A key phenomenon for understanding ice segregation in soil or porous rock (also referred to as an ice lens due to its shape) is premelting, which is the development of a liquid film on surfaces and interfaces at temperatures significantly below their bulk melting temperature. The term premelting is used to describe the reduction in the melting temperature (below 0 °C) which results from the surface curvature of porous media confining water (the Gibbs-Thomson effect). Premelted water exists as a thin layer on the surface of ice. Under premelting conditions, ice and water can coexist at temperatures below -10 °C in a porous medium. The Gibbs-Thomson effect results in water migrating down a thermal gradient (from higher temperatures to lower temperatures); Dash states, “…material is carried to colder regions…” This can also be viewed energetically as favoring larger ice particles over smaller (Ostwald ripening). As a result, when conditions exist for ice segregation (ice lens formation) water flows toward the segregated ice and freezes on the surface, thickening the segregated ice layer.[7]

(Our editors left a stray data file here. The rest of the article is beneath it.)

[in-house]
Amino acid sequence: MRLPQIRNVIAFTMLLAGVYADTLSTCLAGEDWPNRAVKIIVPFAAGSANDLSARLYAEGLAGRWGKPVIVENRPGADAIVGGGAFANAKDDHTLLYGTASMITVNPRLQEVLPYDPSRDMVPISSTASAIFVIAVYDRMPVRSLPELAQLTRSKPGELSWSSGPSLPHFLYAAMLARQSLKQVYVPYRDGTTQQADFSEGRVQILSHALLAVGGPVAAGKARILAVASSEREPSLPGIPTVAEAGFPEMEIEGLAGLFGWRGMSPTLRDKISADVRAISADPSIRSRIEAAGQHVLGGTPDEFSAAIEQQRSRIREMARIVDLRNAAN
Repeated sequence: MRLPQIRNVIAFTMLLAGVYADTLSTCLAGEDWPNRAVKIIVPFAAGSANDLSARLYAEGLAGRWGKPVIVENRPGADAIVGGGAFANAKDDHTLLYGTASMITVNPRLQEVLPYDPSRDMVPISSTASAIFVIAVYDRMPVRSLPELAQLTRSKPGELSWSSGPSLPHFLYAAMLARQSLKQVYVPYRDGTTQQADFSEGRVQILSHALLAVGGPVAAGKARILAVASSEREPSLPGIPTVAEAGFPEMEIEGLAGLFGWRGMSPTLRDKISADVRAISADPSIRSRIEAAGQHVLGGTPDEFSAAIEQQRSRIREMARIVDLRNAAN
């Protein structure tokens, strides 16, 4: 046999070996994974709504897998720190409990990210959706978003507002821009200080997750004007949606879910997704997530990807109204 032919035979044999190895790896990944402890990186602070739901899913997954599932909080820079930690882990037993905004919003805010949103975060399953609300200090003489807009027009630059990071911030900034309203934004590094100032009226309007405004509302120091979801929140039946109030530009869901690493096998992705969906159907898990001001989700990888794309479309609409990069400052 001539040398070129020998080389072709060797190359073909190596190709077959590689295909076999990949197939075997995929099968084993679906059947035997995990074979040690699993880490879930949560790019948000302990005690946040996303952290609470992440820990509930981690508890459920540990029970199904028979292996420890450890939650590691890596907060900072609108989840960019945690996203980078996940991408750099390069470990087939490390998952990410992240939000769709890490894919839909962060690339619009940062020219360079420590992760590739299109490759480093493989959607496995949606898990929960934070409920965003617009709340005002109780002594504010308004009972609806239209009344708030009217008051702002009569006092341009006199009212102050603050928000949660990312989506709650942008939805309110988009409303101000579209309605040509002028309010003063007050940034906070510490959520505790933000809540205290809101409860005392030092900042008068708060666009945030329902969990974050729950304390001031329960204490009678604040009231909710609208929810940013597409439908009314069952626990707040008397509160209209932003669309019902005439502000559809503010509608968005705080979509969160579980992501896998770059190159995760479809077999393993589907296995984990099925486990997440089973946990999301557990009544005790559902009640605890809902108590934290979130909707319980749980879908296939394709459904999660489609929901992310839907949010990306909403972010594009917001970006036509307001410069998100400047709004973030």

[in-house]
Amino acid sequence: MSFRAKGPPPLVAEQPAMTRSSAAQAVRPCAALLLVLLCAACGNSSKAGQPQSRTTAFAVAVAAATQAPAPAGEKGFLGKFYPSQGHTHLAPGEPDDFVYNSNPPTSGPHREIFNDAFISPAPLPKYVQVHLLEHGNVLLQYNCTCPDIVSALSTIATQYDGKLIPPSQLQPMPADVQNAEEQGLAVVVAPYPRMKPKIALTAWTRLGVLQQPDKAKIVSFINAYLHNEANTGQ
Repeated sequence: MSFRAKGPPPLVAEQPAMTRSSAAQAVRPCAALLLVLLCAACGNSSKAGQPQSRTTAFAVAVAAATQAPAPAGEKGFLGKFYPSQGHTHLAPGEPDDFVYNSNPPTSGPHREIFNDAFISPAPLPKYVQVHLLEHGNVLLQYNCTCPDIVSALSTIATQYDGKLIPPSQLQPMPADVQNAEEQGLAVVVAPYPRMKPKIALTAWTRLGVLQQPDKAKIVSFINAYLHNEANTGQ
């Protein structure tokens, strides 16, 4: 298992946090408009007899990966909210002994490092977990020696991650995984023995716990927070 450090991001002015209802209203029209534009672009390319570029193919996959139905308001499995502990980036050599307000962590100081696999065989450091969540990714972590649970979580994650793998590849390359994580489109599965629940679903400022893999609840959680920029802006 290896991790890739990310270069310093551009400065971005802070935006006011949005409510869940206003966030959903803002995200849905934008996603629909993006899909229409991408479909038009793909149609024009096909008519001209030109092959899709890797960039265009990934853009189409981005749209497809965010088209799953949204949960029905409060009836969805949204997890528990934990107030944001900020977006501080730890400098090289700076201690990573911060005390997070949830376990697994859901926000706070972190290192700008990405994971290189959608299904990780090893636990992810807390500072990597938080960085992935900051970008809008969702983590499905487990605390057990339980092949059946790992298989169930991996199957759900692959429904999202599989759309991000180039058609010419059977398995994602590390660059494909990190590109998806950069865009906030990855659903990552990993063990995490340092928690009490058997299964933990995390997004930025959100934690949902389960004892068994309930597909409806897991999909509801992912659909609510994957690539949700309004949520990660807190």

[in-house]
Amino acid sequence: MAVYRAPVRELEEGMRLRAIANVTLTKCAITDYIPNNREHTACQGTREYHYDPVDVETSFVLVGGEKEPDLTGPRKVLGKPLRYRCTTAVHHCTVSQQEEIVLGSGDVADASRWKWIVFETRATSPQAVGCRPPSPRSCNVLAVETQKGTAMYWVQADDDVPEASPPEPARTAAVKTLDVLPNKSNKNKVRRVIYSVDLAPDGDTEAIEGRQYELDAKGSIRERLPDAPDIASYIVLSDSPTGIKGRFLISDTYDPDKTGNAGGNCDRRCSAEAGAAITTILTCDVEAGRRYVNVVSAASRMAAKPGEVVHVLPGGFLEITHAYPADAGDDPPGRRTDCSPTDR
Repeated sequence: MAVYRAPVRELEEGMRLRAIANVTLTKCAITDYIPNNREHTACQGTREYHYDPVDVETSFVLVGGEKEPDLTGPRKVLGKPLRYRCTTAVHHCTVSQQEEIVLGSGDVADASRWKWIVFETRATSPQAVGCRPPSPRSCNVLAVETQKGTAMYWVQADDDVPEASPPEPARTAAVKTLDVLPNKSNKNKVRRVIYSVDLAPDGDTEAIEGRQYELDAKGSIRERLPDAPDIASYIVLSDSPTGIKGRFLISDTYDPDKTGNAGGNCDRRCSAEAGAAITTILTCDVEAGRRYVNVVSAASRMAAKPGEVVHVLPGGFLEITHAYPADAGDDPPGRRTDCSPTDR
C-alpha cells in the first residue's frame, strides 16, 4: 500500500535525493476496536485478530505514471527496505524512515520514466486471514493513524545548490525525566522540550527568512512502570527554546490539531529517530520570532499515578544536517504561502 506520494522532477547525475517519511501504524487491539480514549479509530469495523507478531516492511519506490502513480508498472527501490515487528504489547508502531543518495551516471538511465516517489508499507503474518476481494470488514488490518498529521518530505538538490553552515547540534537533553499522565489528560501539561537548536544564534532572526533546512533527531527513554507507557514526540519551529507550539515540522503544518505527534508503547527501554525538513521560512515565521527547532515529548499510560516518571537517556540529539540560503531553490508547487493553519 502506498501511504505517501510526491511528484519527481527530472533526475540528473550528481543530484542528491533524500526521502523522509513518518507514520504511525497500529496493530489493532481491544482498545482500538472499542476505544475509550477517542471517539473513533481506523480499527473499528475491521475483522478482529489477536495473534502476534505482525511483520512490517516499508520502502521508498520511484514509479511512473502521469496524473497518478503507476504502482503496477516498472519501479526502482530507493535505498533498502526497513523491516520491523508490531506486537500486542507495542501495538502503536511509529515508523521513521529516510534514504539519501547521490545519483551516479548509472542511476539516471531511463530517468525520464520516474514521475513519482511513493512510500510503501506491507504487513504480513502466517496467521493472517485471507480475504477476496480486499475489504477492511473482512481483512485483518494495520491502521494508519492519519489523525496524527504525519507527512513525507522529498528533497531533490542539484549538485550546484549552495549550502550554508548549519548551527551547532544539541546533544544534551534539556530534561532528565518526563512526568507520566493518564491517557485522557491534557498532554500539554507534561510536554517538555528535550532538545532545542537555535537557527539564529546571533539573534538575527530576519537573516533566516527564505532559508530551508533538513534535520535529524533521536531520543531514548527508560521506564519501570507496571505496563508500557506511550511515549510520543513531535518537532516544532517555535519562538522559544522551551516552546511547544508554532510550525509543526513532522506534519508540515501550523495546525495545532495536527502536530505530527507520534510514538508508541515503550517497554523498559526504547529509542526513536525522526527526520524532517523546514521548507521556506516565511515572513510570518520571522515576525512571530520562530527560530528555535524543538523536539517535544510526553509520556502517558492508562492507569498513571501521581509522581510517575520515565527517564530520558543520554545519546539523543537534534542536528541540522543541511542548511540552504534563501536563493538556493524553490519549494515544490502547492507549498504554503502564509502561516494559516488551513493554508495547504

It is possible to develop analytic models using these principles; they predict the following characteristics, which are consistent with field observations:

  • Ice forms in layers which are parallel to the overlying surface.[2]
  • The ice initially forms with small microfractures parallel to the surface. As ice accumulates the ice layer grows outward in what is frequently characterized as an ice-lens parallel to the surface.[2]
  • Ice will form in water-permeable rock in much the same way as it forms in soil.[2]
  • If the ice layer resulted from a cooling from a single direction (e.g., the top) the fracture tends to lie close to the surface(e.g., 1–2 cm in chalk). If the ice layer results from freezing from both sides (e.g., above and below) the fracture tends to lie deeper (e.g., 2-3.5 cm in chalk).[2]
  • Ice forms rapidly when liquid is readily available. When liquid is readily available, the segregated ice (ice lens) grows parallel to the exposed cold surface. It grows rapidly until the heat liberated by freezing warms the ice lens boundary, reducing the temperature gradient and controlling the rate of further ice segregation. Under these conditions, ice grows in a single layer which gets progressively thicker. The surface is displaced and soil repositioned or rock fractured.[8]